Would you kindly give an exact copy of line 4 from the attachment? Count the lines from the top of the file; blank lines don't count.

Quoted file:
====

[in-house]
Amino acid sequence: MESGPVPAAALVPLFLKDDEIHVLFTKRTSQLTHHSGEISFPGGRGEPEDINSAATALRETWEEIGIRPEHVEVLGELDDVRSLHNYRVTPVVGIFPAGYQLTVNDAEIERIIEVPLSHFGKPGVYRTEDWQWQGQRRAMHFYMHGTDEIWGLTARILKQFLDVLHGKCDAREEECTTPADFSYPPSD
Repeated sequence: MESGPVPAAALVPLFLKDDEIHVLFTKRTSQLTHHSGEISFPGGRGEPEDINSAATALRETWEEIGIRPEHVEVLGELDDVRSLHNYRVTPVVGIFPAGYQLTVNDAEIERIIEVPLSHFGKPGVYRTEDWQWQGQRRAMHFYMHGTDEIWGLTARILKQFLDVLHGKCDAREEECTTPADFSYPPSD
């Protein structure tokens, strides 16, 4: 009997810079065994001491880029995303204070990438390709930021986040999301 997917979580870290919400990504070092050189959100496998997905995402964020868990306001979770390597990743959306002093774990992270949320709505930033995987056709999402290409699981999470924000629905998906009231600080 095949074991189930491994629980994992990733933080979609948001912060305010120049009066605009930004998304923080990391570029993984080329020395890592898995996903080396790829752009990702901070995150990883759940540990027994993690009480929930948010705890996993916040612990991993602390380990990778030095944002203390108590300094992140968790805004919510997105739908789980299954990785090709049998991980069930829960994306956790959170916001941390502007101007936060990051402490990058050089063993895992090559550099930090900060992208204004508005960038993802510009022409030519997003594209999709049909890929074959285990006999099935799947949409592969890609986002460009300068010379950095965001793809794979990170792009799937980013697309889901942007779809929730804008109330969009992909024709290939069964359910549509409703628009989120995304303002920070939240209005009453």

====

């Protein structure tokens, strides 16, 4: 009997810079065994001491880029995303204070990438390709930021986040999301 997917979580870290919400990504070092050189959100496998997905995402964020868990306001979770390597990743959306002093774990992270949320709505930033995987056709999402290409699981999470924000629905998906009231600080 095949074991189930491994629980994992990733933080979609948001912060305010120049009066605009930004998304923080990391570029993984080329020395890592898995996903080396790829752009990702901070995150990883759940540990027994993690009480929930948010705890996993916040612990991993602390380990990778030095944002203390108590300094992140968790805004919510997105739908789980299954990785090709049998991980069930829960994306956790959170916001941390502007101007936060990051402490990058050089063993895992090559550099930090900060992208204004508005960038993802510009022409030519997003594209999709049909890929074959285990006999099935799947949409592969890609986002460009300068010379950095965001793809794979990170792009799937980013697309889901942007779809929730804008109330969009992909024709290939069964359910549509409703628009989120995304303002920070939240209005009453």